We've covered sous-vide cooking appliances here before, but none so simple as GE's take on things. Instead of a giant countertop appliance or a heater you clamp onto a pot, GE's FirstBuild subsidiary built a Bluetooth thermometer that clamps onto the side of any vessel and communicates the temperature of the water in said vessel to the cooktop to help control the temperature.
The principle of sous-vide cooking is simple: control the temperature and you can bring your food up to exactly the temperature you want and no warmer. Think a steak that's perfectly medium-rare all the way from edge to edge instead of a gradient of well-done to medium-rare in the middle, or of chicken that's juicier than any you've ever had before. That's impossible to do with traditional cooking methods like boiling water in a pot or cooking in an oven — they're blunt instruments to the fine scalpel that sous-vide requires.
So that's given rise to an industry of sous-vide machines for the home with precision thermometers and heating elements to cook with science. But what if you could precisely control the temperature from your range? That's what GE's doing here, and it's easier to do that with an induction cooktop over using a traditional gas or electric range. Unlike those two methods, which literally transfer heat energy to the cooking vessel, induction cooktops warm a ferromagnetic vessel through the magic of magnetic induction — essentially treating the pot as half of a transformer, and warming it in the process. It's faster, more efficient, consistent, safe, and precise than traditional electric or gas cooking could ever hope to be.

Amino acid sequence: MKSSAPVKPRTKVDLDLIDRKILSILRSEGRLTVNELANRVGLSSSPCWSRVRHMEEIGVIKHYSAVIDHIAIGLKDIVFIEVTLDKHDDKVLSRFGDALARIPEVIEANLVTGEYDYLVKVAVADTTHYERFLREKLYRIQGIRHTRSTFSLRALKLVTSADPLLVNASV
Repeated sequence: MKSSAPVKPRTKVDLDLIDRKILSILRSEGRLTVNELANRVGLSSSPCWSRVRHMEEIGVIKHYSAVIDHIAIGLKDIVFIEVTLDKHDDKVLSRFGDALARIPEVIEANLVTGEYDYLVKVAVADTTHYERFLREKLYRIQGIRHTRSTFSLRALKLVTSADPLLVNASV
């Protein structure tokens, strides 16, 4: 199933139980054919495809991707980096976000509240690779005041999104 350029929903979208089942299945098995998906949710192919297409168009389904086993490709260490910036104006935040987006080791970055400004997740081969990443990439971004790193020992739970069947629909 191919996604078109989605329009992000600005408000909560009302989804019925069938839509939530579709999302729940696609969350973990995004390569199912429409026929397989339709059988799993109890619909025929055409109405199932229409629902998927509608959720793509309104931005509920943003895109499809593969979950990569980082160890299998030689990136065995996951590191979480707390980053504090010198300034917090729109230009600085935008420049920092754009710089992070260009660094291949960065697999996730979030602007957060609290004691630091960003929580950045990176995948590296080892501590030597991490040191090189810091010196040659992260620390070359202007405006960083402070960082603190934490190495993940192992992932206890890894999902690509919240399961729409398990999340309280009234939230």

Combining induction cooking and sous-vide seemed to be only a matter of time, though hoping on board GE's fancy cooking train won't come cheap. The thermometer element of the equation will run you a reasonable $14, but a compatible GE induction cooktop with the requisite smarts and connectivity… that'll be at least $1600 (or all the way up to $3100, if you can handle that price).